I was asked which is better, few rules that are consistently enforced or many rules with intermittent enforcement. You could just as easily add many rules that are all enforced, but that would be exhausting for the parent and the child. This is an easy one to answer but one within the impelementation gets difficult.
Few rules that are on the things that are most important and that are broad enough to cover a range of situations. Rules that concern the rights of others, safety, concern for property are important and things that children of all ages (2 and above) come to understand. Other things fall into the category of things to store away for discussions such as at bedtime, dinner, a family evening together. Parents have a tendency to try to "fix" children's behavior through establishment of many rules. Years ago this was viewed as an attempt to "civilize the child." Sometimes parents can find a variety of ways to put everything the child does into those three categories. Don't over do it.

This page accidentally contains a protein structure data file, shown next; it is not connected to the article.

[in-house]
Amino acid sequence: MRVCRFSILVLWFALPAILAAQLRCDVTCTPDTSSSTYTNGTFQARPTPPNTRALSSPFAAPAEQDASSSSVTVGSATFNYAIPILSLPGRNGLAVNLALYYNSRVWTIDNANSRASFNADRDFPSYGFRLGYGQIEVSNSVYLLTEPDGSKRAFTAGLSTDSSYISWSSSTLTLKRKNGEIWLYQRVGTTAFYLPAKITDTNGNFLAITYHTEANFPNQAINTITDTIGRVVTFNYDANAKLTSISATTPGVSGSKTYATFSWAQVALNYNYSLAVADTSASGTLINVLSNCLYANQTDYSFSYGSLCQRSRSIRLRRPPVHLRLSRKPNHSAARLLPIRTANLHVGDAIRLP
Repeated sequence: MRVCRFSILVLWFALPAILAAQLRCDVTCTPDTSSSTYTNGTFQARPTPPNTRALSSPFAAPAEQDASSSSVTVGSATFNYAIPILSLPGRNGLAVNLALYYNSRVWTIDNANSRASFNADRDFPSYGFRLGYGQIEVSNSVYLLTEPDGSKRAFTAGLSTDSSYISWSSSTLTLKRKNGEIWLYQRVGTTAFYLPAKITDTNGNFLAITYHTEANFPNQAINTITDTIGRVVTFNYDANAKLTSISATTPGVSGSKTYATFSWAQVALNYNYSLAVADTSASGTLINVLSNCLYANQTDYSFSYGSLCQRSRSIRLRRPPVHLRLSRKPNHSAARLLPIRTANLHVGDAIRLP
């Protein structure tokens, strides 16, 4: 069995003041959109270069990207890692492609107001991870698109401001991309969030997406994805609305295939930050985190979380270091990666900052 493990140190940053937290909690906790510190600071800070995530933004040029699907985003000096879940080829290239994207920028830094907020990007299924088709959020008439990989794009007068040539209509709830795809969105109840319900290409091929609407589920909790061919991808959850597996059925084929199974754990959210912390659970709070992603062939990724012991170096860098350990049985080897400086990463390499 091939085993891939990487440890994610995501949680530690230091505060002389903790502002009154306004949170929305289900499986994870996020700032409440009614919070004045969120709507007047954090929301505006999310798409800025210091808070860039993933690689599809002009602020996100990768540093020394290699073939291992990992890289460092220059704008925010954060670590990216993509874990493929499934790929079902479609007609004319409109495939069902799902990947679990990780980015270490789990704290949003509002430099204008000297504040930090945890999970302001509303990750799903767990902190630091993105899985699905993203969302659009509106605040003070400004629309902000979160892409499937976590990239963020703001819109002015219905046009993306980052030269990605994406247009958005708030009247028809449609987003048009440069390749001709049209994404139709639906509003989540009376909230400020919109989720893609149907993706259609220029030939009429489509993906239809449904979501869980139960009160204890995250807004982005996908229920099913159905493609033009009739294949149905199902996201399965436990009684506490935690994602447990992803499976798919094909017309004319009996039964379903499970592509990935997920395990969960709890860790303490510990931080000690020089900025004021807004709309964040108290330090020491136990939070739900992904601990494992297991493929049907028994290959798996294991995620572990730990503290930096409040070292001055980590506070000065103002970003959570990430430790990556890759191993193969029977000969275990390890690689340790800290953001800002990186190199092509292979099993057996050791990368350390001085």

Once children are about five you can even start periodic conversations about what rules they think you have for them that they like and what ones they don't like. This brings out an opportunity for both discussion (listening and sharing) as well as reflection on what aspects is the child ready to take over for themselves rather than you being the monitor. Remember that this will not mean at any age the child will no longer do what "bugs" you, but just that the day-to-day management of that issue is being shifted to the child.